Impact of new vaccine delays on vaccination status by 24 months of age

Among children with and without a vaccine delay for the DTaP1 at 2 months, 46.4 and 11.1% respectively had an incomplete vaccination status by 24 months for an unadjusted risk difference of 35.3% and a 27.7% adjusted risk difference (RD) (Table 3). The adjusted risk difference for incomplete vaccination status by 24 months was 13.8, 10.5 and 8.8% for new vaccine delays at 4, 6 and 12 months respectively. The relative risk of incomplete vaccination status by 24 months of age between children with and without a vaccine delay varied between 2.3 and 3.6 with overlapping confidence intervals. As computed with predicted probabilities from the multivariable models, 72.5% of 2-year children with an incomplete status by 24 months were attributable to a vaccine delay: 16.1% were attributable to a vaccine delay that first occurred at 2 months, 10.6% at 4 months, 14.0% at 6 months and 31.8% at 12 months. There was no risk-ratio heterogeneity for the survey year.

Table 3 Proportion of incomplete vaccination status by 24 months of age attributable to new vaccine delays, 2006–2016 (N = 3508)a

Factors associated with new vaccine delays

Compared to the firstborn, other children were more likely to have a new vaccine delay at 2, 4, 6 and 12 months (Table 4). Missed opportunity at the 2-month visit was the most important factor associated with vaccine delays for DTaP1 (RR 4.28 (IC 3.18; 5.77)). At 2 months, children who were not attending daycare (versus attending daycare) and children whose parent who completed the survey was living without a partner (versus with a partner) were more likely to experience delays. Vaccination in medical clinic/hospital (versus in public health clinics) at the 2-month visit was associated with lower risk of vaccine delay for DTaP2 and DTaP3. The risk of vaccine delays for DTaP1 and DTaP2 decreased with higher maternal education. Missed opportunity at the 12-month visit was the most important factor associated with vaccine delays for measles at 12 months. Gestational age at birth lower than 37 weeks (vs ≥ 37 weeks) was also associated with vaccine delays at 12 months. Finally, in contrast to results observed for DTaP2 and DTaP3, children vaccinated in medical clinic/hospital or in both settings for the 12-month visit were more likely to experience measles vaccine delays at 12 months compared with children vaccinated in public health clinics.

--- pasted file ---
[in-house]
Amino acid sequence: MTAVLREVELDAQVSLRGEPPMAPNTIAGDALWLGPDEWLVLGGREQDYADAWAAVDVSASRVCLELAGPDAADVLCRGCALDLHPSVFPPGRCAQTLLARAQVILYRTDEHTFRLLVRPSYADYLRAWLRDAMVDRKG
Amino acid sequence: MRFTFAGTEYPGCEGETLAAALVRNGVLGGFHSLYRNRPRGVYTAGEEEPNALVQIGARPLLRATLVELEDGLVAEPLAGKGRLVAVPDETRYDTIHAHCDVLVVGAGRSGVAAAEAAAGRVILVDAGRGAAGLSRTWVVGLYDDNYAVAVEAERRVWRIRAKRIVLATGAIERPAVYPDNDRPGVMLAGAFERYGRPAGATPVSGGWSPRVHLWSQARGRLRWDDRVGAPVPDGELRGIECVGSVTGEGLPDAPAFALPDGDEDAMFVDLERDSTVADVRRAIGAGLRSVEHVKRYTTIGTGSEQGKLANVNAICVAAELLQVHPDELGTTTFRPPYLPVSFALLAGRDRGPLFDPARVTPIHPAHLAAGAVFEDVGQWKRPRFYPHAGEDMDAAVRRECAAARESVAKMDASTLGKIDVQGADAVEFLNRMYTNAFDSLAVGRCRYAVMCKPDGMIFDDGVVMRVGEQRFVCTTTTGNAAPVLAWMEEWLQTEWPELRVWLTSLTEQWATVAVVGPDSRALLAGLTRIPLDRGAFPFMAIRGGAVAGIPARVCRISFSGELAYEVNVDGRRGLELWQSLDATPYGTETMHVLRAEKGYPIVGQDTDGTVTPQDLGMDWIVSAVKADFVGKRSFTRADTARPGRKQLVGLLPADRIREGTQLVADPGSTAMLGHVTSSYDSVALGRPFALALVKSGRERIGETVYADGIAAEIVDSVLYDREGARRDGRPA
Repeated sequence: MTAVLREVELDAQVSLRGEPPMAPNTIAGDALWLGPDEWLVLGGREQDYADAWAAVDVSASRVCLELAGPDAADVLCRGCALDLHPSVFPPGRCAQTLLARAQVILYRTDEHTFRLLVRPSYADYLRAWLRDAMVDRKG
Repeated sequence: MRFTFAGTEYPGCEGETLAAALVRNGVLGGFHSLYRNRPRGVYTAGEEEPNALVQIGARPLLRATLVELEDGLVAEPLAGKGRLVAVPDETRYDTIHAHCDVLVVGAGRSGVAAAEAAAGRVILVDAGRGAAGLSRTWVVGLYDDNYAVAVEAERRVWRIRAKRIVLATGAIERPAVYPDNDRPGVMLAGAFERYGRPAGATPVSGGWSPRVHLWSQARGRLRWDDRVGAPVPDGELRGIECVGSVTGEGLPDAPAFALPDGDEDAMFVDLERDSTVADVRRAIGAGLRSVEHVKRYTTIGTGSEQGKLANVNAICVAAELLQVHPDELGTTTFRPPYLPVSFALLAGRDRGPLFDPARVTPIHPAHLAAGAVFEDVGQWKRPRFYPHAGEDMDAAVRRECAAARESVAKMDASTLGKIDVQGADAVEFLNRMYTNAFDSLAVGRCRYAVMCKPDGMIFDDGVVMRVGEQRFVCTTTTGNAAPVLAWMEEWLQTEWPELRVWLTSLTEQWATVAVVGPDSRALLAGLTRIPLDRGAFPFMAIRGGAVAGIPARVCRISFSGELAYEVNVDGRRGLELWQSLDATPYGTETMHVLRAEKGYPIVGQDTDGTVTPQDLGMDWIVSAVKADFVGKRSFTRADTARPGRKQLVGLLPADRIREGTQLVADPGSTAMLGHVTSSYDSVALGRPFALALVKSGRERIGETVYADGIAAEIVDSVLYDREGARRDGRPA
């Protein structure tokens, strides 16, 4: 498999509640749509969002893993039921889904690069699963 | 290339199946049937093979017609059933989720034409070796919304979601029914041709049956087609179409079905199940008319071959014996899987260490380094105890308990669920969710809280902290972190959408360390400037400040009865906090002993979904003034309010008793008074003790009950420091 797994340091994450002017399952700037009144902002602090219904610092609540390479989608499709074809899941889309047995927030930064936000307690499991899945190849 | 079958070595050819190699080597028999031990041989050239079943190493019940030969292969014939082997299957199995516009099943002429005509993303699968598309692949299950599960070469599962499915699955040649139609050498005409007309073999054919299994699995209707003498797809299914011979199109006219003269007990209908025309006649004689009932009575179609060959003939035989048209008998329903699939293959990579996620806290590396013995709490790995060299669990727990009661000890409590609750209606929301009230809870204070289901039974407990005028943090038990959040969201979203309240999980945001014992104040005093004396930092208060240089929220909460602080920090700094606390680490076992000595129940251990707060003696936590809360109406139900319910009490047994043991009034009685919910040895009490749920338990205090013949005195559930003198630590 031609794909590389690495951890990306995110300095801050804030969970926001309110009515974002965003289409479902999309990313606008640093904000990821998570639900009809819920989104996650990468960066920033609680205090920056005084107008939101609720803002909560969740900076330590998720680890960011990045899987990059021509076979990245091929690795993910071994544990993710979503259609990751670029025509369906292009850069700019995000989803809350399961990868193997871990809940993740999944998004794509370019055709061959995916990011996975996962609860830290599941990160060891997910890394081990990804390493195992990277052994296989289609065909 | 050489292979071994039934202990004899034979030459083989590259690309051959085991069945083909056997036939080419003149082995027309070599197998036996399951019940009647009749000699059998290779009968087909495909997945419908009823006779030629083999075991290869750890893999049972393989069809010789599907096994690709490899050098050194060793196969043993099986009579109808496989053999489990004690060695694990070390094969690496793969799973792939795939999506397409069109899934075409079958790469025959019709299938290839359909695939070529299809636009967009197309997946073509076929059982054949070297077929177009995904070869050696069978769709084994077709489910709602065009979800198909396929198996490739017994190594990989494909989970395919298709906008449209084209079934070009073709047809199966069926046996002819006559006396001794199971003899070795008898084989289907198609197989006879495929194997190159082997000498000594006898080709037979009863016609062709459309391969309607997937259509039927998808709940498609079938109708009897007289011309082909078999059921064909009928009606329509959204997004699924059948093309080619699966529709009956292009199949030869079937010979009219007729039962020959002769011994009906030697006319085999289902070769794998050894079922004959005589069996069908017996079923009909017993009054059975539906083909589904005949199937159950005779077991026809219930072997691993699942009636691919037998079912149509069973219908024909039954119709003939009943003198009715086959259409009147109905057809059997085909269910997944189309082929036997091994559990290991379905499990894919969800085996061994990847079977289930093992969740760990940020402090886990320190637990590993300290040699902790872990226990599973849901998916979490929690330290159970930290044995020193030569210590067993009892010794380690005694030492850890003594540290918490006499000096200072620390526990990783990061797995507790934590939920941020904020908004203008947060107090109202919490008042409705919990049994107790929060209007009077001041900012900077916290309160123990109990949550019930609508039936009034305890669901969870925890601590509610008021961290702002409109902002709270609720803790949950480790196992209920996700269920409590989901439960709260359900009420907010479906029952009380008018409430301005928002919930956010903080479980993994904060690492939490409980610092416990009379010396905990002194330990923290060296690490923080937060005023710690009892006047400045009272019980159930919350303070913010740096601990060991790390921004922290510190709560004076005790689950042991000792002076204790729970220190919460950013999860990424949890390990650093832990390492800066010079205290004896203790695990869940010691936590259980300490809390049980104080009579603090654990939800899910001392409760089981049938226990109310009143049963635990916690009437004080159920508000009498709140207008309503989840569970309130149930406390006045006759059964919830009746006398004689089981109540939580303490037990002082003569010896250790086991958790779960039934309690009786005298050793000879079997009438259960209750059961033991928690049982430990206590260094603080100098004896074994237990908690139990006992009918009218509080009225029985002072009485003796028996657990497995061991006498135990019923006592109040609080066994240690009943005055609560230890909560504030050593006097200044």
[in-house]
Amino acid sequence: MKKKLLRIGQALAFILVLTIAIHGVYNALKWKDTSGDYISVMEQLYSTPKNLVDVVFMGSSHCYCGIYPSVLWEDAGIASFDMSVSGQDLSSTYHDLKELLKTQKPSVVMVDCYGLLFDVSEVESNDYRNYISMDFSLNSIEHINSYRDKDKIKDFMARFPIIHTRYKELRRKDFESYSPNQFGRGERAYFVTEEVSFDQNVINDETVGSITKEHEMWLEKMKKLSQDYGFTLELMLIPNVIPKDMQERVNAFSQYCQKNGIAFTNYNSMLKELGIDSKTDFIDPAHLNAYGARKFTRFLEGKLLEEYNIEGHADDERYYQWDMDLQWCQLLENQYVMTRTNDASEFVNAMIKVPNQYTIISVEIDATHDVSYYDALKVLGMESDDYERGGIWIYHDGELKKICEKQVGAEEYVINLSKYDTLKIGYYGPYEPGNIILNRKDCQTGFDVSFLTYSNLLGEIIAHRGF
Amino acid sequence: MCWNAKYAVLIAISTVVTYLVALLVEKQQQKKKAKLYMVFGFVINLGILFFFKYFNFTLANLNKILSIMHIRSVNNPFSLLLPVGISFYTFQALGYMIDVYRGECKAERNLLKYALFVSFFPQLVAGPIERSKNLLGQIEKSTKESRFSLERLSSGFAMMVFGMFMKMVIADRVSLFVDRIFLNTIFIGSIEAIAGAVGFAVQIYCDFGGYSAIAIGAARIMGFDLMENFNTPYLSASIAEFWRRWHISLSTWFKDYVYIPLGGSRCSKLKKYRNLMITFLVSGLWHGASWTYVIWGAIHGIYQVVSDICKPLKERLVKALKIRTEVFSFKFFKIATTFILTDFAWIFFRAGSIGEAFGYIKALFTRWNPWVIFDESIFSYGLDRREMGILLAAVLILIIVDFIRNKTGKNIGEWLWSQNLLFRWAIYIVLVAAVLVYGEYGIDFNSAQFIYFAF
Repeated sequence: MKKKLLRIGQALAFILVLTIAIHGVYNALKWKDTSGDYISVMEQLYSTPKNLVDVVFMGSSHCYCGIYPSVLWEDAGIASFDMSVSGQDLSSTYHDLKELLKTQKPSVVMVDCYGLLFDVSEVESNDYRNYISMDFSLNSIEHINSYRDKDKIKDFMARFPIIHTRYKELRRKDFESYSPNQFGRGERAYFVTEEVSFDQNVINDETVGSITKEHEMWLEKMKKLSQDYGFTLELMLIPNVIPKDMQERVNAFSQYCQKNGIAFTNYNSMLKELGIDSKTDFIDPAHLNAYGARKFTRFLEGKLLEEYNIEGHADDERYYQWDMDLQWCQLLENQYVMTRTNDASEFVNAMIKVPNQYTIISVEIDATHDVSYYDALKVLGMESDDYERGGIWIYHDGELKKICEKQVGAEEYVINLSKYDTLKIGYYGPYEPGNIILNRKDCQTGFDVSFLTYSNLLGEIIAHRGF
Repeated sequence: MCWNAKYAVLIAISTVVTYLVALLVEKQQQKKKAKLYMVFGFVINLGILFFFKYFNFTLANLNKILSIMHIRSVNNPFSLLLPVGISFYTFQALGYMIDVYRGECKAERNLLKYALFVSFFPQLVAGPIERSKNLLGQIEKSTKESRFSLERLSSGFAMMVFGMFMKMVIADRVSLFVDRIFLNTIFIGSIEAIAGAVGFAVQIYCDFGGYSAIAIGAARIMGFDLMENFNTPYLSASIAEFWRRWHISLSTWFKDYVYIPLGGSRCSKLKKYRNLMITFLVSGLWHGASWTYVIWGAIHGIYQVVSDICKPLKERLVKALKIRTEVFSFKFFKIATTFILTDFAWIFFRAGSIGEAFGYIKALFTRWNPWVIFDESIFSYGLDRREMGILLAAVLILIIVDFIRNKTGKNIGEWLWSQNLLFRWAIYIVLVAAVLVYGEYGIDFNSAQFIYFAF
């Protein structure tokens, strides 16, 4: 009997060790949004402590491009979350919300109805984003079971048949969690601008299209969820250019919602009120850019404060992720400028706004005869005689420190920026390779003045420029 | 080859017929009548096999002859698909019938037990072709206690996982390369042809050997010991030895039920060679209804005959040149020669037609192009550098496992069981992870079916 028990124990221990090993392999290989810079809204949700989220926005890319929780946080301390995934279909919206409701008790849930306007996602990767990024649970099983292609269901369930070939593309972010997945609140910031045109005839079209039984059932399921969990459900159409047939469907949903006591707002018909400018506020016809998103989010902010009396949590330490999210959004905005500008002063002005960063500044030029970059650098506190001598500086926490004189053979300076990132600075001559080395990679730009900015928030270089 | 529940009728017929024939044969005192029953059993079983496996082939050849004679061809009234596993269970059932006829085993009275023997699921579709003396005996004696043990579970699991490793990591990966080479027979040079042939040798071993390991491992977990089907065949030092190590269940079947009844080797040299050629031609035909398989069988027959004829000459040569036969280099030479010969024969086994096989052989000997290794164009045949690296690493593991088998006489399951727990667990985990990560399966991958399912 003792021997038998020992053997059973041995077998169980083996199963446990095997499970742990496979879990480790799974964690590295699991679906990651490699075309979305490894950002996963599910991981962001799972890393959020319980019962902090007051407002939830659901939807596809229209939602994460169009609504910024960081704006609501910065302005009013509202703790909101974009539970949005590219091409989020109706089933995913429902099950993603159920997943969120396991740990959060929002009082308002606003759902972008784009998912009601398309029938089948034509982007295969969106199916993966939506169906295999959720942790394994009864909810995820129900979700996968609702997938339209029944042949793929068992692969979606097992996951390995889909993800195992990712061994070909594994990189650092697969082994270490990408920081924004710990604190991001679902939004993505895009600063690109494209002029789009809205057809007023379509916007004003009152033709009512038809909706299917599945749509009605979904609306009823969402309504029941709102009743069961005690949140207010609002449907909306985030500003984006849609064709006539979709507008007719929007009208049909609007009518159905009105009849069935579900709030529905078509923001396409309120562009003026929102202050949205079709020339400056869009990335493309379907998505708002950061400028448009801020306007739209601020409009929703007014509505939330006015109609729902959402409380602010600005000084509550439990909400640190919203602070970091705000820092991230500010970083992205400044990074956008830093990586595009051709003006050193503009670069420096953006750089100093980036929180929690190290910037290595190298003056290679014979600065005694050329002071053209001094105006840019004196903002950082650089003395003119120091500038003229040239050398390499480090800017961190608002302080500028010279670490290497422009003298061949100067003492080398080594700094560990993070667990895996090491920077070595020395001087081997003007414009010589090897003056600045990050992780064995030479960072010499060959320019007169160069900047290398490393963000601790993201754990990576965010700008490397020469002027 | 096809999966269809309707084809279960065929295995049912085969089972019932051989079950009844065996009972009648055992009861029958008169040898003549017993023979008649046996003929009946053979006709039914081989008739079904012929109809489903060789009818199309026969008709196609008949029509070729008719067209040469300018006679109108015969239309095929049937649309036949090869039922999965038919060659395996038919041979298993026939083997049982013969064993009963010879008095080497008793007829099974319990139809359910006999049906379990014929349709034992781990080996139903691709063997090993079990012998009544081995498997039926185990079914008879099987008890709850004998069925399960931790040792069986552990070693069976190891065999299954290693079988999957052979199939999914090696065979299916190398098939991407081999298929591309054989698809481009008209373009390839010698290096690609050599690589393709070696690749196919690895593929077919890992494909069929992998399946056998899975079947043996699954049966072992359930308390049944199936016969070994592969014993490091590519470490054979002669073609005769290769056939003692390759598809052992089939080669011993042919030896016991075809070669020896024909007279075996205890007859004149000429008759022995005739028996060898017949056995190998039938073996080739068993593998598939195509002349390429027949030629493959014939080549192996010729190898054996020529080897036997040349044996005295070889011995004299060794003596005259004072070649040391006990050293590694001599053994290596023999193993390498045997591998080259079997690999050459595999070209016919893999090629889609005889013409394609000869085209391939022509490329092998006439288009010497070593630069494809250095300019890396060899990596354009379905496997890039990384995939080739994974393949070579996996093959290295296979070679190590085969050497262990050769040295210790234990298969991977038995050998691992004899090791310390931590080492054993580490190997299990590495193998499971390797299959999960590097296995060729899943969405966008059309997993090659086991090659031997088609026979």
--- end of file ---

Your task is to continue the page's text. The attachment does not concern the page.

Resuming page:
Table 4 Factors significantly associated with new vaccine delays at 2–4-6 and 12 months of age, 2006–2016 (N = 7183)a

Discussion

While the literature on vaccine coverage put an emphasis on vaccine delays at 2 months, this study shows that the proportion of vaccine delays was greater at later visits increasing from 5.4% at 2 months, to 13.3% at 4 months, to 23.1% at 6 months and to 23.6% at 12 months. Vaccine delay at one visit had an impact on the timing and administration of subsequent doses as most children with vaccine delay for a DTaP dose received their subsequent dose with a 2-month interval rather than the shortened interval recommended in the accelerated schedule. A vaccine delay decreased the probability of having received all recommended vaccines by 24 months of age and 72.5% of incomplete status by 24 months of age were attributed to a new vaccine delay at 2, 4, 6 or 12 months (16.1% at 2 months, 10.6% at 4 months, 14.0% at 6 months and 31.8% at 12 months).